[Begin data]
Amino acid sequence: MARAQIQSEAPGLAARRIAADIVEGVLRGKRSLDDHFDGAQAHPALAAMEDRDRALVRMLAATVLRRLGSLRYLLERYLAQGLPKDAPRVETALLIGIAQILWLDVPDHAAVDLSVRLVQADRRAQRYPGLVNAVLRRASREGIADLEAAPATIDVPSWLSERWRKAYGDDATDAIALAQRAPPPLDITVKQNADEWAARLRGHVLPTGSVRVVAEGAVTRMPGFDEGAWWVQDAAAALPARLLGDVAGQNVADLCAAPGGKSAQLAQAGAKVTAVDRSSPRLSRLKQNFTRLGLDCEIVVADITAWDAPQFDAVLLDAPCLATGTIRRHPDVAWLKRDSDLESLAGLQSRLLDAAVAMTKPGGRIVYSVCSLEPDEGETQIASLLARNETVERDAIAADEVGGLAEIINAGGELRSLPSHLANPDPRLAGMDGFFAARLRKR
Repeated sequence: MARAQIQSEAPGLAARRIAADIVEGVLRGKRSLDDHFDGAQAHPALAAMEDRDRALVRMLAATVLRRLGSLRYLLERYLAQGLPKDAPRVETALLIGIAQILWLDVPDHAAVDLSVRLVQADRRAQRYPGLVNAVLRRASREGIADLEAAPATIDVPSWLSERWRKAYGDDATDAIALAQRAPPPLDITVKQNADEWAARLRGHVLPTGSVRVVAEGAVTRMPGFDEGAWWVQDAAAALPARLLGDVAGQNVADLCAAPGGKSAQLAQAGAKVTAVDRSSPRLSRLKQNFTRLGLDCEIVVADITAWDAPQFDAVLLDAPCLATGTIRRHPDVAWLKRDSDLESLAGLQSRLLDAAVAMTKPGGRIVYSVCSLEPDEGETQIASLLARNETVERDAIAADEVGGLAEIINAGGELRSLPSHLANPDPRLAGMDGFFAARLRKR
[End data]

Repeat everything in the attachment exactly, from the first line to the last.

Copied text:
Amino acid sequence: MARAQIQSEAPGLAARRIAADIVEGVLRGKRSLDDHFDGAQAHPALAAMEDRDRALVRMLAATVLRRLGSLRYLLERYLAQGLPKDAPRVETALLIGIAQILWLDVPDHAAVDLSVRLVQADRRAQRYPGLVNAVLRRASREGIADLEAAPATIDVPSWLSERWRKAYGDDATDAIALAQRAPPPLDITVKQNADEWAARLRGHVLPTGSVRVVAEGAVTRMPGFDEGAWWVQDAAAALPARLLGDVAGQNVADLCAAPGGKSAQLAQAGAKVTAVDRSSPRLSRLKQNFTRLGLDCEIVVADITAWDAPQFDAVLLDAPCLATGTIRRHPDVAWLKRDSDLESLAGLQSRLLDAAVAMTKPGGRIVYSVCSLEPDEGETQIASLLARNETVERDAIAADEVGGLAEIINAGGELRSLPSHLANPDPRLAGMDGFFAARLRKR
Repeated sequence: MARAQIQSEAPGLAARRIAADIVEGVLRGKRSLDDHFDGAQAHPALAAMEDRDRALVRMLAATVLRRLGSLRYLLERYLAQGLPKDAPRVETALLIGIAQILWLDVPDHAAVDLSVRLVQADRRAQRYPGLVNAVLRRASREGIADLEAAPATIDVPSWLSERWRKAYGDDATDAIALAQRAPPPLDITVKQNADEWAARLRGHVLPTGSVRVVAEGAVTRMPGFDEGAWWVQDAAAALPARLLGDVAGQNVADLCAAPGGKSAQLAQAGAKVTAVDRSSPRLSRLKQNFTRLGLDCEIVVADITAWDAPQFDAVLLDAPCLATGTIRRHPDVAWLKRDSDLESLAGLQSRLLDAAVAMTKPGGRIVYSVCSLEPDEGETQIASLLARNETVERDAIAADEVGGLAEIINAGGELRSLPSHLANPDPRLAGMDGFFAARLRKR